That first downed American F-15 fighter jet in Libya is fueling opposition to the president's military intervention in the country. The president is being hit from both the left and the right and his intervention in Libya is not playing well among Bay Area members of Congress. Those who've weighed-in against him far outnumber his supporters and politically, that situation may be as good as it gets for the president.
The recent plane crash is bringing home the cost of America's involvement in another foreign conflict. The president again defended his decision.
"I absolutely believe the costs are outweighed by the benefits," said President Barack Obama.
Regardless, in Congress he's taking flack and more from the left than from the right.
"The president exceeded his authority and it's very clear," said Dennis Kucinich, D-Ohio.
ABC7 asked House Republican Leader Eric Cantor, R-Virginia, if he thought it was a bad move to get involved. He responded, "I'm still waiting to hear from the administration as to exactly how they see this playing out."
Last week, House Minority Leader Nancy Pelosi, D-Calif., commended the president for his leadership and prudence.
Sen. Dianne Feinstein, D-Calif., said, "The administration is focused on staying out of an open-ended commitment in Libya, and I agree with that approach."
And Sen. Barbara Boxer, D-Calif., said, "The international community has an obligation to prevent the slaughter of Libyan civilians..."
However, among Bay Area lawmakers that's as positive as it gets.
Rep. Jerry McNerney, D-Pleasanton, says America needs concrete goals and an exit strategy.
Rep. Pete Stark, D-Fremont, Rep. Zoe Lofgren, D-San Jose, Rep. Mike Honda, D-Campbell, and Rep. Lynn Woolsey, D-Santa Rosa, are all opposed to the Libyan intervention.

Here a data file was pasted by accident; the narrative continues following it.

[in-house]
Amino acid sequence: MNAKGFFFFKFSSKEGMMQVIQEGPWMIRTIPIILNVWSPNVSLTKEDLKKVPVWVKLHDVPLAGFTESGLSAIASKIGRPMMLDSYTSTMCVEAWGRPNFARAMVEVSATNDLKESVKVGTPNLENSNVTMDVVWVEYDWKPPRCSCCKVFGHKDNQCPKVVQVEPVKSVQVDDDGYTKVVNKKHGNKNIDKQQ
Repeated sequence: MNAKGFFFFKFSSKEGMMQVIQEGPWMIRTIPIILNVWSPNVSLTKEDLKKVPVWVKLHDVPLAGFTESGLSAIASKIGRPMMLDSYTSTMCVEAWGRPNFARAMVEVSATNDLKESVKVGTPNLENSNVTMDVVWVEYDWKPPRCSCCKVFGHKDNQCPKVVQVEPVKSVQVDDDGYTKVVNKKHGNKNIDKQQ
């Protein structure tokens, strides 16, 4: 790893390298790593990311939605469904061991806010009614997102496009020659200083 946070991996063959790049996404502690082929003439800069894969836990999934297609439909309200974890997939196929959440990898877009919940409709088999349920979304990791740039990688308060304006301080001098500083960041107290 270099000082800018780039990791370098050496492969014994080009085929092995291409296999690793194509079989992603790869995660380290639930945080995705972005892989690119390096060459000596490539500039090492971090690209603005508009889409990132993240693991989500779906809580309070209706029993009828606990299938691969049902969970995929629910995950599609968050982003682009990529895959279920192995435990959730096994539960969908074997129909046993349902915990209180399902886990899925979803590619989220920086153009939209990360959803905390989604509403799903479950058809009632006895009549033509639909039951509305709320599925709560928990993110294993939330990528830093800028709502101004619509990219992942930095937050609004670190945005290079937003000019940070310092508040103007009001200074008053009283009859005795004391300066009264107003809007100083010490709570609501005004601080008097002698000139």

Rep. Barbara Lee, D-Oakland, issued a statement saying, "...engagement with Libya has the potential to become a quagmire..."
Rep. Jackie Speier, D-San Mateo, says the president should've engaged more with Congress -- a widely held opinion according to ABC7's political analyst Prof. Bruce Cain, Ph.D.
"What units both parties above all is the whole question of Congressional prerogative," said Cain.
Cain points out the president's decision to lead a coalition attack, without Congressional approval has a very short shelf life.
"Both the Democrats and Republicans are very uneasy about what this mission is all about and most important what role Congress has played in defining this mission," said Cain.
The worst case scenario is a rebellion that bogs down in Libya says, a former deputy assistant secretary of state under President George W. Bush, Col. Stephen T. Ganyard.
"That would be a very, very embarrassing sticky situation. It's one reason I think that the administration is looking very hard to quickly hand off responsibility so they don't get stuck with a tar baby," said Ganyard.
The president said on Tuesday that within days the U.S. will hand off the lead, but if France takes the lead and pushes for a regime change, could the U.S. bail? Leading or being led? the quagmire potential is significant.